Thoughts from Lord Acton

As we prepare towards the elections next year, we should reflect on the purpose and limit of political power. Discussions have always been on which person or which party is competent  to wield power. However, a more fundamental issue is to clarify  the role of the state in society. This goes way beyond 2015; it will affect the true flourishing of our society. Who we are, how we fare, how we live –  these are all profoundly influenced by our political system. It should not be taken lightly.

The quotes below by Lord John Acton, a 19th century English historian, should help us ponder what role government is to play in society and how we, the citizens, can steer it in that direction.

Whenever a single definite object is made the supreme end of the State, be it the advantage of a Actonclass, the safety of the power of the country, the greatest happiness of the greatest number, or the support of any speculative idea, the State becomes for the time inevitably absolute. Liberty alone demands for its realisation the limitation of the public authority, for liberty is the only object which benefits all alike, and provokes no sincere opposition.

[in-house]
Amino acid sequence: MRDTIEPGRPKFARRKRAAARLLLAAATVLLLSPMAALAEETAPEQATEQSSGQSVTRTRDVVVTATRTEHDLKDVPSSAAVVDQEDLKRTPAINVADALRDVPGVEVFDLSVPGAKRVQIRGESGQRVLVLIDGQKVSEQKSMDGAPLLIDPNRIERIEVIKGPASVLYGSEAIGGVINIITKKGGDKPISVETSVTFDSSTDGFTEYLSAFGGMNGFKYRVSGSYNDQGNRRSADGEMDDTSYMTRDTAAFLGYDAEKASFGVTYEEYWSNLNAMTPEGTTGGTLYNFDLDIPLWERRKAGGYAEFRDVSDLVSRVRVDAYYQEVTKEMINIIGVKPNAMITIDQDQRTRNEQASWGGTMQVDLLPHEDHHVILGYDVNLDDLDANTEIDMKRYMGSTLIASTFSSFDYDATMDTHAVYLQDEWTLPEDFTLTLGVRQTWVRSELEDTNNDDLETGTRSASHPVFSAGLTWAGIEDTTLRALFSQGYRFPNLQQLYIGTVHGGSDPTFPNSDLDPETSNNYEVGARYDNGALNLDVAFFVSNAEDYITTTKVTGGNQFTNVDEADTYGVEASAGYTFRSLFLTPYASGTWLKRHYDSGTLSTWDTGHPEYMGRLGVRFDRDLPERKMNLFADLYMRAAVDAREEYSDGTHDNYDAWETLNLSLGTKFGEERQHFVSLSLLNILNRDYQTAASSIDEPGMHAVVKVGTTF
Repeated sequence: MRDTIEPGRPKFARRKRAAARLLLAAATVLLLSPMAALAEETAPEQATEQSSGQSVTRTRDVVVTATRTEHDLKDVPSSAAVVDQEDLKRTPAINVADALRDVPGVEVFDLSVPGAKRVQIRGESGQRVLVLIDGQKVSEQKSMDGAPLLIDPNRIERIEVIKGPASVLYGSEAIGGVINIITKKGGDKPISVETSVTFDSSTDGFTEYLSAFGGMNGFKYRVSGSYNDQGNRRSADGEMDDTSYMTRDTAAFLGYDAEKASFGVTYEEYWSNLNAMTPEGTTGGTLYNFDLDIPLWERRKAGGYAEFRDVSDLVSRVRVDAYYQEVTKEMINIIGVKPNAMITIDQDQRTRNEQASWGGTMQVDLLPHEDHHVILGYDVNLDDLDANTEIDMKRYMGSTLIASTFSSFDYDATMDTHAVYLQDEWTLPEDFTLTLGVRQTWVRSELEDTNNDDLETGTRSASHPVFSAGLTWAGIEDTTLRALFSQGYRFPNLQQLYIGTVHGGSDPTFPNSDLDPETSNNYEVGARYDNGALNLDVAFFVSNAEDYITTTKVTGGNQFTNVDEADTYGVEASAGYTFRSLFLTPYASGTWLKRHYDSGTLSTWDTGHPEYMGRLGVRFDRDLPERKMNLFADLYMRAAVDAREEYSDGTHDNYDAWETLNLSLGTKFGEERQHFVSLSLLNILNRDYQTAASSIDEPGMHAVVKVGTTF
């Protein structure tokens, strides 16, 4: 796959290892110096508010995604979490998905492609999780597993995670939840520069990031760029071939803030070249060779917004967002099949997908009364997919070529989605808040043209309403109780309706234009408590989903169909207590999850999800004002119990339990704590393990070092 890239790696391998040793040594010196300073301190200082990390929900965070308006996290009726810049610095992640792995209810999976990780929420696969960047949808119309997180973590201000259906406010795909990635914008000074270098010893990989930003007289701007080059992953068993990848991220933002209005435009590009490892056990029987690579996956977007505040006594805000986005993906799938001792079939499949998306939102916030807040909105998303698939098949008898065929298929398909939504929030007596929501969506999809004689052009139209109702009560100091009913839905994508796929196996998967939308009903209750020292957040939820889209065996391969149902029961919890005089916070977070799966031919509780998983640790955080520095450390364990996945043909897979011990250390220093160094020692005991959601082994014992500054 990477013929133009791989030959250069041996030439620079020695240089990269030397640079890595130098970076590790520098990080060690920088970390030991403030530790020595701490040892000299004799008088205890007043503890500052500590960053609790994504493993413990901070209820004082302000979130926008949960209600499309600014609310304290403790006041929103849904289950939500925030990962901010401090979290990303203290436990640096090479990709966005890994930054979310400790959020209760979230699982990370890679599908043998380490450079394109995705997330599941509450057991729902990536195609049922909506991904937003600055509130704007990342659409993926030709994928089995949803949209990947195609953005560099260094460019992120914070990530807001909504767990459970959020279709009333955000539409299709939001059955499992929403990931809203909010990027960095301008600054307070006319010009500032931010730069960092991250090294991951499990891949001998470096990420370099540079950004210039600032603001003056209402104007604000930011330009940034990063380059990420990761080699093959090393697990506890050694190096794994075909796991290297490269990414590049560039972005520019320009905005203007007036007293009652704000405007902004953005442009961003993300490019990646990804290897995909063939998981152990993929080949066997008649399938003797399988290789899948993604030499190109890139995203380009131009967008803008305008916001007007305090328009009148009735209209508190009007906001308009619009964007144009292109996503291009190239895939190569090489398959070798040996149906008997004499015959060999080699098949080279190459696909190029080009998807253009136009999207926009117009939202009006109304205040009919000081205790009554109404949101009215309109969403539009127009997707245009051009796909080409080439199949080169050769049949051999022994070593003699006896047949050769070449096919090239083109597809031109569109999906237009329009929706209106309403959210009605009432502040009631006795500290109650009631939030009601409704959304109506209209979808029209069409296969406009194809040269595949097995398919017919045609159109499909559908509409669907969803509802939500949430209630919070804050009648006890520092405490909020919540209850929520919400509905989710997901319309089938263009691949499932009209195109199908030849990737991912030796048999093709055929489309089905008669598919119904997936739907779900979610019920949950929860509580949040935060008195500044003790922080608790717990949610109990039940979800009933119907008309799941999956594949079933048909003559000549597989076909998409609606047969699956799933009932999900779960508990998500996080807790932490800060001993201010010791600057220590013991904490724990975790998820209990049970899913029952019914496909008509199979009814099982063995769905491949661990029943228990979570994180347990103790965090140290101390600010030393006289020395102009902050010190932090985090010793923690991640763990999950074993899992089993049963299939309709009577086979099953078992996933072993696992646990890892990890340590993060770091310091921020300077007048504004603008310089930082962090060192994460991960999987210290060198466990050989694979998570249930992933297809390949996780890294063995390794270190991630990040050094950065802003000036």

By liberty I mean the assurance that every man shall be protected in doing what he believes his duty against the influence of authority and majorities, custom and opinion. The State is competent to assign duties and draw the line between good and evil only in its immediate sphere. Beyond the limits of things necessary for its well-being, it can only give indirect help to fight the battle of life by promoting the influences which prevail against temptation, — religion, education, and the distribution of wealth.

The Stoics could only advise the wise man to hold aloof from politics, keeping the unwritten law in his heart. But when Christ said:“Render unto Cæsar the things that are Cæsar’s, and unto God the things that are God’s,” those words, spoken on His last visit to the Temple, three days before His death, gave to the civil power, under the protection of conscience, a sacredness it had never enjoyed, and bounds it had never acknowledged; and they were the repudiation of absolutism and the inauguration of freedom.

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